You think you've seen refs as blind as newborn moles? You think you've seen officials make bizarre calls? You've seen zebras who are as boneheaded as a box of hammers?
Well, you ain't seen blind, bizarre and boneheaded until you've seen this.
It's halftime of a game in Dayton on Sept. 16--Colonel White High against Mount Healthy. After Colonel White leaves the locker room, the refs approach the coaches on the sideline. Crew chief Dennis Daly announces, "Number 99 cannot play in this game anymore. He's not wearing shoes, knee pads or thigh pads."
Head coach Earl White just stares at him.
October 2, 2005
"But he doesn't have any legs!" White says.
"Sorry," Daly says. "It's the rule."
Number 99 is senior Bobby Martin, backup noseguard, a starter on punt coverage and a kid, yes, born without legs.
Doesn't slow him down much. He runs on his hands about as quickly as his teammates do on their feet. Strong as a John Deere in the chest and arms, he benches 215 and will wrestle for the varsity this winter. Wants to go out for track in the spring in the shot put. And now they were telling him he couldn't play without shoes?
"I didn't get it," says Bobby, 17. "The ref could look at me and see I don't have feet or knees. How can I wear shoes if I don't have feet?"
"A rule is a rule," Daly said. Bobby was disconsolate as he sat on the sidelines and Colonel White lost 41-12.
How can you throw a legless kid out of a game for not wearing shoes? Can you throw an armless kid out for not wearing wristbands? And even if he were suddenly to produce shoes and knee and thigh pads, where was Bobby supposed to wear them? From his ears?
In fact, Bobby did borrow a pair of cleats and came out during the third quarter with them tied to his belt. You want me to wear shoes, I'm wearing shoes. But the school's athletic director, Carolyn Woodley, took them off, telling him that it was "undignified." Though, by the refs' own black-and-white logic, it should've worked. Where is it written that the shoes have to be worn on the feet?
Is there anything worse than a whistle-worshiping, self-important stiff who can't see past his precious rule book to the situation that stands in front of him? Even if that "situation" is a kid who stands about three feet tall and weighs 112 pounds, 101 of it heart?
Wait. I take that back. The only thing worse is talk-radio goofs like Cincinnati's Andy Furman, who told his listeners the whole thing was "a charade and a freak show."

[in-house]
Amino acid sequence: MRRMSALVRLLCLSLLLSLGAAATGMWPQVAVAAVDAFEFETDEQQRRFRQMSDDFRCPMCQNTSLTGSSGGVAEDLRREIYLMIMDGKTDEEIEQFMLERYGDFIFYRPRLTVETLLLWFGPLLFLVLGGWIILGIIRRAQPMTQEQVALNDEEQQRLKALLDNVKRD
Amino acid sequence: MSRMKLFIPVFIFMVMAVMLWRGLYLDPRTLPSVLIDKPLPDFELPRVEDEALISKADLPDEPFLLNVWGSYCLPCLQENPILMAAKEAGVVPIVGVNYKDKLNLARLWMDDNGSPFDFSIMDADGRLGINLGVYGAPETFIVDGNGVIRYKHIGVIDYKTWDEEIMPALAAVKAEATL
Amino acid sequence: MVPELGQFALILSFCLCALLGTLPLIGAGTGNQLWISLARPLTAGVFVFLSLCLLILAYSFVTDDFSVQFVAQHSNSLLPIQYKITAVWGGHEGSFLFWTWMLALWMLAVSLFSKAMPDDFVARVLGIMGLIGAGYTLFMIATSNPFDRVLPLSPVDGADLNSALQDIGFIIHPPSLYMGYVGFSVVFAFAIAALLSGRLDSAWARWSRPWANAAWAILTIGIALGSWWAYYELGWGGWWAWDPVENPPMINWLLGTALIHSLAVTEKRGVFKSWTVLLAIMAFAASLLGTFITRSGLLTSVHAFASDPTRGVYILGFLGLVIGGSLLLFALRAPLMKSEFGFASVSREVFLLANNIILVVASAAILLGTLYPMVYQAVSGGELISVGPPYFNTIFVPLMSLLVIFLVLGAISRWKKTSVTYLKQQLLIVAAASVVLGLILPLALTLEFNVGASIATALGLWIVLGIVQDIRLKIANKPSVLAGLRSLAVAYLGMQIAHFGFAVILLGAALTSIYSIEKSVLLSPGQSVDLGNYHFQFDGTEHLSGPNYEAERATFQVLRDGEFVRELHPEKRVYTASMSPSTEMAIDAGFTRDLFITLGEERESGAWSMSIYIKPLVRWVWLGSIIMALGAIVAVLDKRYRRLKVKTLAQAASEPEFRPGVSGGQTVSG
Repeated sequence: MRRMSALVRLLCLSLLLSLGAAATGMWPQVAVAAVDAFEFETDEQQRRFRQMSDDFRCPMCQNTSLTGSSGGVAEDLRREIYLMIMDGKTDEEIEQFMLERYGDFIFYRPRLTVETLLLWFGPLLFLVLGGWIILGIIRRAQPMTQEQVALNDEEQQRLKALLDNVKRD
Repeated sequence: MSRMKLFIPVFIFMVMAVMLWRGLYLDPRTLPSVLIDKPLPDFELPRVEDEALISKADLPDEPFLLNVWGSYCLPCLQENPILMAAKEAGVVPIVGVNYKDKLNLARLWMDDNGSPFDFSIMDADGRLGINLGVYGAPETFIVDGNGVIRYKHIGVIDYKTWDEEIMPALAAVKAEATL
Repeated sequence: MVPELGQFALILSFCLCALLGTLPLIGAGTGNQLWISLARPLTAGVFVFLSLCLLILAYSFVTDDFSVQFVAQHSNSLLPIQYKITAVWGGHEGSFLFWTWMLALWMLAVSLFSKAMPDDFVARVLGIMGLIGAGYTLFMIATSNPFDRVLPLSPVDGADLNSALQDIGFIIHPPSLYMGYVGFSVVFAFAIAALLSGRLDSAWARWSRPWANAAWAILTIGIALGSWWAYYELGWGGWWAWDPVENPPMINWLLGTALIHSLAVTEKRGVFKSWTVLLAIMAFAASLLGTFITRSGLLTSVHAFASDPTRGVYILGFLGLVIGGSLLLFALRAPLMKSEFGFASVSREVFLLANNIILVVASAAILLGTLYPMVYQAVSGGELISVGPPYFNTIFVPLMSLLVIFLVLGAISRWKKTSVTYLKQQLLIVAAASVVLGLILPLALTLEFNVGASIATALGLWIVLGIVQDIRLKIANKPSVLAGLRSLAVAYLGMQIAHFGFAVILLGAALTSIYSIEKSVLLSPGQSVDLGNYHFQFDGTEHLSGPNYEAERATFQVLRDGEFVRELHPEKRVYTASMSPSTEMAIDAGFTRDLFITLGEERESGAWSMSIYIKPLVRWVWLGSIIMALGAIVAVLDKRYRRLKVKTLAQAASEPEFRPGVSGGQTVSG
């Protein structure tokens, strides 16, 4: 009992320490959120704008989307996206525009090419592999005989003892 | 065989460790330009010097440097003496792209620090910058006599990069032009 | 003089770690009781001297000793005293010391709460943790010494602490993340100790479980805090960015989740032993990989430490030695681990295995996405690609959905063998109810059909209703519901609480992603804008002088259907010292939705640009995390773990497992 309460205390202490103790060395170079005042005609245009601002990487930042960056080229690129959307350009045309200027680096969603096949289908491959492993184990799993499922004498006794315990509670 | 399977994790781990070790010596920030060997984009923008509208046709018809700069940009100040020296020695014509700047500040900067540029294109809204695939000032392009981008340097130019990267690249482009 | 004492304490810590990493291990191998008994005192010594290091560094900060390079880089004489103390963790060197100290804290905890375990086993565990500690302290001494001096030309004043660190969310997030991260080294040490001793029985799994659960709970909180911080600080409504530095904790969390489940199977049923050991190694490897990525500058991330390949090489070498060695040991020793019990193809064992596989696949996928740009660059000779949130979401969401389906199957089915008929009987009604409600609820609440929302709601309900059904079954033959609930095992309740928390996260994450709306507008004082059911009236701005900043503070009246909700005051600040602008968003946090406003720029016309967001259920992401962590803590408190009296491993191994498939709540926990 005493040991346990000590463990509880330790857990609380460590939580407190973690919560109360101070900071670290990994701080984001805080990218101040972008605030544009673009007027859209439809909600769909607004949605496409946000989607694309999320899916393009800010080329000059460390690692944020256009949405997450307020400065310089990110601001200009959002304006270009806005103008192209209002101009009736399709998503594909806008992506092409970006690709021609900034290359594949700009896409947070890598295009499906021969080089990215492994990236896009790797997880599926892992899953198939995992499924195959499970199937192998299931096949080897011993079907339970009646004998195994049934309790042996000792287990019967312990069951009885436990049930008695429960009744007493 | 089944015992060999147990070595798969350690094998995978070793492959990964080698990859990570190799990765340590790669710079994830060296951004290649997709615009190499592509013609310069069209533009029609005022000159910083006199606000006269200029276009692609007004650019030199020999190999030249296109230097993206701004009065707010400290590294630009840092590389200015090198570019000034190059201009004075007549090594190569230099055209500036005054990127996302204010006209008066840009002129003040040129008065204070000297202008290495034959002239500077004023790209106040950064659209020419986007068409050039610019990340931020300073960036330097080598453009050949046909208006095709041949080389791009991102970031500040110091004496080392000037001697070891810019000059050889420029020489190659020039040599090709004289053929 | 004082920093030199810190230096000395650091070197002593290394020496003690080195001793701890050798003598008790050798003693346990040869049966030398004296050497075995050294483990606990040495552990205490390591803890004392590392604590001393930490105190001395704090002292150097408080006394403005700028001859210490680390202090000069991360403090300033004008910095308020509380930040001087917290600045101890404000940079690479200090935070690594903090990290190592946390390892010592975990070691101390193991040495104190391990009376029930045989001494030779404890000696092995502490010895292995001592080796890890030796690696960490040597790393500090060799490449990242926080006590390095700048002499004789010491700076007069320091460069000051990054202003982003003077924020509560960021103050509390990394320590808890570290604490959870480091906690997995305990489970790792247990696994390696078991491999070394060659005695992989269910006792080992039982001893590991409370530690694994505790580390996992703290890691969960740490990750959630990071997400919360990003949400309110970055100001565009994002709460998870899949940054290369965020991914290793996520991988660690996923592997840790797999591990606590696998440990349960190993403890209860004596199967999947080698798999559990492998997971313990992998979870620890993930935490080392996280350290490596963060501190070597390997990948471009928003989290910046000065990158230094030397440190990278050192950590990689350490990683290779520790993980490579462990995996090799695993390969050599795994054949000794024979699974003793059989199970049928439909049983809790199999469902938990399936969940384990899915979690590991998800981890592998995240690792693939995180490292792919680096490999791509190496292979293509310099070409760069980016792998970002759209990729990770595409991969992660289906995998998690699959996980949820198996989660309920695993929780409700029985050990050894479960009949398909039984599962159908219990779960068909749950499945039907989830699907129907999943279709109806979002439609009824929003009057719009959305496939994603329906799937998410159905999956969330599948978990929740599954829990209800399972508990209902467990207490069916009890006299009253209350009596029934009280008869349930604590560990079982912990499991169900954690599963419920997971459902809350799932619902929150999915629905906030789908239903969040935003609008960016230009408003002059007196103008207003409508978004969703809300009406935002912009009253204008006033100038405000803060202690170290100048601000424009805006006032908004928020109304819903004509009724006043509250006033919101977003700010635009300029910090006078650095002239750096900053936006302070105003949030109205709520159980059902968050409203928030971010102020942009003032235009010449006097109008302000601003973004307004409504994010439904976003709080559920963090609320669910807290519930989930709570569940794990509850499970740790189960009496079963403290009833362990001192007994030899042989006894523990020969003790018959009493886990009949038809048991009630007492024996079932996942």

"The rule says you have to wear shoes and pads, period," Furman told me. "He can't play. He's handicapped. There's certain things handicapped people can't and shouldn't do, and one of them is play football. Would you put Stevie Wonder behind the wheel of a car? No! Who in their right mind would put this kid out there?"
Hey, Andy, you've got to cut back on the glue sniffing.
It'd be nice if any of these people actually took five minutes to get to know Bobby Martin before deciding what he can and can't do with his life.
He bowls, dances and does flips and cartwheels. He flies off staircases on his custom-made skateboard. He weaves down the hall between classes on it doing one-handed handstands. He built his own computer, ground up. He's the guy you go to when your car stereo won't work. Your car, too, for that matter.
Whatever he lacks in height, he makes up for in humor. The other day, one of the coaches, who happens to be missing a front tooth, told the players, "O.K., everybody take a knee. Even you, Bobby."
To which Bobby cracked back, "Sure, coach. Right after you go and visit an orthodontist."
But along come knee-jerk Barney Fifes like Furman and Daly (who didn't respond to my interview request) who decide it's their place to put a leash on the kid.
"The ref said they were doing it for his safety," Coach White says. White tried to explain that Bobby had passed his physical and already had clearance to play from his doctors. But the referees kept saying, "We can show you the rule." White took his broken-up player aside and said, "Don't worry about this. You'll be back playing next week."
He was right. On Sept. 19 the Ohio High School Athletic Association said the officials were wrong and sent White a letter, which he'll keep in his back pocket, just in case. Furman should get a copy, too, for his cave.
Everything was back to normal last weekend. Bobby Martin was happy again, back playing without shoes. And official Dennis Daly and his crew were back reffing, without brains.
• To see Bobby in action, go to SI.com/reilly. If you have a comment for Rick Reilly, send it to firstname.lastname@example.org.
"I didn't get it," says Bobby.
"The ref could look at me and see I don't have feet or knees. How can I wear shoes if I don't have feet?"